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e. Awareness stands as a foundation upon which to build skills for self-management and skills for connecting effectively with other people in your work environment. Some attitudes and behaviors exhibited by citizens who are “people smart” a. Being comfortable with differences b. Listening effectively c. Behave ethically d. Exercising moral leadership e. Working effectively in diverse terms f. Having respect for human dignity Triggers for positive and negative behaviors in others a. Being aware of what makes others “tick” can not only help you avoid “ticking them off”, but you can assist in contributing to their positive thoughts feelings and behaviors.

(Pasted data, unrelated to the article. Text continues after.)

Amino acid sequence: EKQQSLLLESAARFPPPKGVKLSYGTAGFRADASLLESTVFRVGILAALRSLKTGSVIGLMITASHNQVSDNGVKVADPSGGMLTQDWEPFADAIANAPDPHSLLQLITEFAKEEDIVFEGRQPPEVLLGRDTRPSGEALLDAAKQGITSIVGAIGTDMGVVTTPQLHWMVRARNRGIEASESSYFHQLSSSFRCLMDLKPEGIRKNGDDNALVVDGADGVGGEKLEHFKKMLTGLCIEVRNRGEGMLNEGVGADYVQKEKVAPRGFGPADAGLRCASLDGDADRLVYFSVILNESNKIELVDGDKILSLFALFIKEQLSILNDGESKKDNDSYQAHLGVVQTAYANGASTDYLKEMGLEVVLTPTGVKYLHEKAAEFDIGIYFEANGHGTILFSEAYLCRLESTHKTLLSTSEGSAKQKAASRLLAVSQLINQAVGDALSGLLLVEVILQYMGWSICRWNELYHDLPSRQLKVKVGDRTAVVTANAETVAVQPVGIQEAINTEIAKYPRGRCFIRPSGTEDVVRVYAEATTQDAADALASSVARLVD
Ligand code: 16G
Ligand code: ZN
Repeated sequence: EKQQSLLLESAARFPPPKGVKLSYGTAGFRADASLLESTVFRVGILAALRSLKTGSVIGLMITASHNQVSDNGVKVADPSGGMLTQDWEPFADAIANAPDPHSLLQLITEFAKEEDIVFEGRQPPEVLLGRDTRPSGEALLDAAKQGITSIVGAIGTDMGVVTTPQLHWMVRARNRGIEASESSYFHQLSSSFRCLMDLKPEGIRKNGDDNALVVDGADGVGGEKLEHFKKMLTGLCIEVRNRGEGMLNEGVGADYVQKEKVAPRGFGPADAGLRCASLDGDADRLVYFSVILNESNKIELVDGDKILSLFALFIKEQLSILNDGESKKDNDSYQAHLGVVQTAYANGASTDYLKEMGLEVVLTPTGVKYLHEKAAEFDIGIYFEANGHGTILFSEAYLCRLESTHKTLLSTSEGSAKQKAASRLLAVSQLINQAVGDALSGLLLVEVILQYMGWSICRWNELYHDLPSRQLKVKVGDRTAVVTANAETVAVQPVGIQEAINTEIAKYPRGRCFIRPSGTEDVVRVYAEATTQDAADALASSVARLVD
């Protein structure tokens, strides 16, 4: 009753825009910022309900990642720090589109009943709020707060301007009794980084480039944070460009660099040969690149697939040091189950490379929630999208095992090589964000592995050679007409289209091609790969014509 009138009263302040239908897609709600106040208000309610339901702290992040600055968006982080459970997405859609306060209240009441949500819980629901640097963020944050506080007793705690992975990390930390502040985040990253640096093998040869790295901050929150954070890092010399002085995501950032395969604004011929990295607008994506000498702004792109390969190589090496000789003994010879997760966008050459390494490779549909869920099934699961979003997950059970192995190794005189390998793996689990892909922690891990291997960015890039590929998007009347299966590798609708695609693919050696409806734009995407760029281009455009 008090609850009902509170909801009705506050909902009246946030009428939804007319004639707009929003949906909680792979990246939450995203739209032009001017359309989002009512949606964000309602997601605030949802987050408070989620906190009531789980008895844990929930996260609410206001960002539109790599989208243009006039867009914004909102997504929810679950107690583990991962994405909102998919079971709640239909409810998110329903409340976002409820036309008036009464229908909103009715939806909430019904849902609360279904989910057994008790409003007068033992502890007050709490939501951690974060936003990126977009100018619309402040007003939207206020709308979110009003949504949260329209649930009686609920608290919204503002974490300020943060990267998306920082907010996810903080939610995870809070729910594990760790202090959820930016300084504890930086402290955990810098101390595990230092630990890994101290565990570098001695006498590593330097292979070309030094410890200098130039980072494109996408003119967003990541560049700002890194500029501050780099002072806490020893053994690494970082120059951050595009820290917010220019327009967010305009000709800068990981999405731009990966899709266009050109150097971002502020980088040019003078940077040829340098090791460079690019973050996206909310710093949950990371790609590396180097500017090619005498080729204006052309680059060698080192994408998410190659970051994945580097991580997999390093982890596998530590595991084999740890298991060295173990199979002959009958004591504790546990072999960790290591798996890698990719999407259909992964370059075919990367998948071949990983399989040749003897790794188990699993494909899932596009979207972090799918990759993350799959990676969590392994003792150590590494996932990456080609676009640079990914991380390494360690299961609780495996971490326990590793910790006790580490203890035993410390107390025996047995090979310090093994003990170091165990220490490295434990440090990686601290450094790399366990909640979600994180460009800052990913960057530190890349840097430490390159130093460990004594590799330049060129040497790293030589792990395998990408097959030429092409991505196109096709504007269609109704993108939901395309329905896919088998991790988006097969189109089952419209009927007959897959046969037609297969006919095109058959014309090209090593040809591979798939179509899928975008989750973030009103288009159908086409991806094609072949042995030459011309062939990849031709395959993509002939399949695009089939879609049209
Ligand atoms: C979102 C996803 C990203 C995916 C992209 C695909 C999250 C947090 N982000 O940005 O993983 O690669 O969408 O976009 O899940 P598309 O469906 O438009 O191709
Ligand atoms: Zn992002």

Enzo. I. Substance abuse a. In the workplace, behavior changes can be seen such as poor quality of work, low productivity and inconstant performance, absenteeism, etc. b. 40% of on the job injuries and 50% of work related deaths occur because of alcohol or drug abuse. c. Companies have rehabilitation programs to help employees Lack of advancement a. Sometimes one is being overlooked for promotions and rewards b. Strategies for overcoming this obstacle. 1. Having a mentor is significant for success. A mentor is an n experienced worker who takes the new worker “under his wing”. 2. Discuss motivation with your supervisor, who can point you in the right direction/human resource center. 3. Demonstrate commitment and motivation/ know what is required and show skills and knowledge. 4. People smarts and leadership skills are important for positions managing others Burnout. a. A collection of physical, emotional and mental reactions that reflect exhaustion. b. Result of constant emotional pressure in the workplace and home c. Causes negative self-concept and attitudes towards work and workplace d. Burnouts appear angry, apathetic, withdrawn or lay. e. Physical symptoms such as headaches, chest pains, back pains, etc. f. Mainly found among perfectionists, idealists, workaholics. Difficult people a. Best is to be assertive and a good listener in order to deal with difficult people. b. Maintaining calm is sometimes difficult and it is best to seek a third party to mediate. Sexual Harassment a. Defined as “unwelcome sexual advances”, request for sexual favors, and other verbal/physical conduct of sexual nature that affects work performance. b. Two conditions. 1. Avoid pro quo: getting something for giving something. 2. Hostile environment: engaging in unwanted sexual behavior which makes the workplace hostile. Discrimination. a. Under the equal employment opportunity discrimination includes 1. Race 2. Religion 3. Age 4. Sex 6. Color 7. Disability. 8. Nationality. 9. Reprisal b. Civil rights movement over 30 years helped make discrimination a more sensitive issue in the work place. Making work fun a. Taking charge